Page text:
First, the Senate Finance Committee held a hearing where its chair, Senator Max Baucus (D-MT) and ranking Republican, Chuck Grassley (R-IA), both expressed concern about the potential reduction in Medicare Advantage payments to the health plans. This is not unexpected. Both Baucus and Grassley were part of the original group responsible for passing the 2003 Medicare Modernization Act that created both Part D and the private Medicare Advantage program.

More, both are Senators in rural states that have fought hard to bring their constituents the same kind of access to private plans seniors in many of the larger markets had enjoyed for years before the 2003 Medicare Act.

Grassley and Baucus weighing in on this is just a reminder that the likely outcome of this debate is not going to be either a full cut for the health plans in what the CBO and MedPAC both called "overpayments," nor will the health plans escape any adjustments.

There are enough Democrats, particularly in the House, that will insist on some cuts at least as a means of funding S-CHIP reauthorization and as a means to fix at least some of the Medicare doctor fee cuts--slated to be 10% in 2008.

The Senate parliamentarian this week also ruled that Democratic plans to spend $50 billion over five years on a big S-CHIP expansion (beyond reauthorizing the existing scope of the program) cannot be done as part of the budget process but must stand on its own.

This is important because, since it will not be a budget vote, it will be subject to standard Senate procedures that have the effect of requiring 60 votes to pass the $50 billion expansion of S-CHIP.

That Senate ruling will likely significantly undermine Democratic attempts to expand S-CHIP so dramatically. The likely outcome will be something that looks a lot more like a $15 billion (five year) extension of the current program at existing funding levels. That reality will ultimately make the budget process easier--by $35 billion. That will have the effect of reducing how much money the Congress needs to find for the new budget.

When the day is done, the Congress will have as its first health priority the extension of the existing S-CHIP program, at least significantly easing the pending 10% doctor cuts, and then it will need to cut Medicare Advantage payments to help pay for both.

Will the Congress cut Medicare Advantage plans by the full 10% to 12% they are told the program is overpaid? Not likely. But they will have to cut the programs enough to make a big difference.

The Congress needs the money. Putting a new spin on what the old bank robber said, Medicare Advantage plans are where the money is.

Other Posts on Medicare Advantage Cuts

Monday, April 16, 2007

More Than 10 Million Are Now Using Consumer-Driven Health Care Accounts--We Will Soon Have Enough Data to Know How Well HSAs and HRAs Work

Consumer Driven Market Report (CDMR) has issued a report on the success of consumer-driven care in the marketplace.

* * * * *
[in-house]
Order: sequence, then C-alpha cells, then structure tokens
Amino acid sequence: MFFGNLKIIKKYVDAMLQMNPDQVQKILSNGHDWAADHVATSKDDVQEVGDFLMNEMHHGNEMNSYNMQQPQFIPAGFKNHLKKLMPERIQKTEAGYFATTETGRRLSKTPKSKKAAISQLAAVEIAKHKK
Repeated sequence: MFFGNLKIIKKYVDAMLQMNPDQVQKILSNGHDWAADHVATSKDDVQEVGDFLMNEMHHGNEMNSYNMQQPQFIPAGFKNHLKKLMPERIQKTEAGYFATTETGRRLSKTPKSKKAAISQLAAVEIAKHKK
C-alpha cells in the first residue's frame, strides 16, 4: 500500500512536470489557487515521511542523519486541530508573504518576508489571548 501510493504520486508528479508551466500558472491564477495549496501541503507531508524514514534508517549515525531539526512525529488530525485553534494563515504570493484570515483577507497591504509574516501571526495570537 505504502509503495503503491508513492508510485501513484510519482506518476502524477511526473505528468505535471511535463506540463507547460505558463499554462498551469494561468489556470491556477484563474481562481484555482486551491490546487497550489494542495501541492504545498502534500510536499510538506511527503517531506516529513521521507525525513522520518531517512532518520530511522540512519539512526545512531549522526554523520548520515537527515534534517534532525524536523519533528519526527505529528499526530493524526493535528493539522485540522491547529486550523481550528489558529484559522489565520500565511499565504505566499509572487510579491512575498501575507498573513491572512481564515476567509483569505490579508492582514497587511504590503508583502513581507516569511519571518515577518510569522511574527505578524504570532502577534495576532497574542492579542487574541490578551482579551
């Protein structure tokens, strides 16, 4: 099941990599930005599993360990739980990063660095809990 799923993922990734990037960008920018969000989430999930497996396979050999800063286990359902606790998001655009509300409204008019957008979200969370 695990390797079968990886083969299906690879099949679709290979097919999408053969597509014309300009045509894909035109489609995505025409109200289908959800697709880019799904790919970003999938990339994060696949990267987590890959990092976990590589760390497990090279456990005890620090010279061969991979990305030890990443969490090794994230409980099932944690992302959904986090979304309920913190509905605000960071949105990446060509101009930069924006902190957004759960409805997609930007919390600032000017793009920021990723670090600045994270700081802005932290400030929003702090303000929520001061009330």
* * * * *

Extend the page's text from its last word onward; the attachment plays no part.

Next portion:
CDMR reports that over 6 million people are participating in health plans that have a health savings account (HSA) as part of their plan—that is an increase of 2.85 million in the last year.

Similar health reimbursement accounts (HRAs) now total 4.1 million and are growing at a rate of 1.2 million per year according to CDMR.

Eleven insurers now have over 100,000 covered lives in HSAs and HRAs.

The top five include:
United Health Group 2,145,000
Wellpoint 821,000
Aetna 627,000
CIGNA 500,000
Assurant 400,000

Having ten million people in consumer-driven care today reflects huge growth for a market that is just a few years old.

It also reflects a consumer-driven market that is still only 5% of the U.S. private health care system.

At 5% of the private market, consumer-driven care, with its HSAs and HRAs, does not make up enough of the market to make a real difference in reducing our nation’s huge health care bill.

My own opinion about HSAs and HRAs has always been that they are no silver bullet solution. While HSAs and HRAs do little if any harm, I question just how much good they will do in improving either health care quality or cost.

The old rule is that 15% of the people incur 75% of all health care costs. Once these people blow through their HSA or HRA deductibles, they are in a full-pay area and their incentives haven't changed one bit.

That said, HSAs and HRAs can certainly have a positive impact on smaller dollar costs below that threshold. Consumer-driven plans have done a lot to move the country to use more cost effective generic drugs, for example. And, HSAs are one heck of a good tax preference especially for people who are going to have a high deductible health plan anyway. I have also told my insurer clients that they have to offer these plans if for no other reason than to stay current with market demands.

I also know that HSA and HRA programs are often priced lower than conventional plans. But that is generally explained away by the higher out-of-pocket expenses these plans incur and the likelihood of the healthier joining (positive risk selection). There is yet no definitive evidence just what an HSA or HRA does to control cost and improve quality.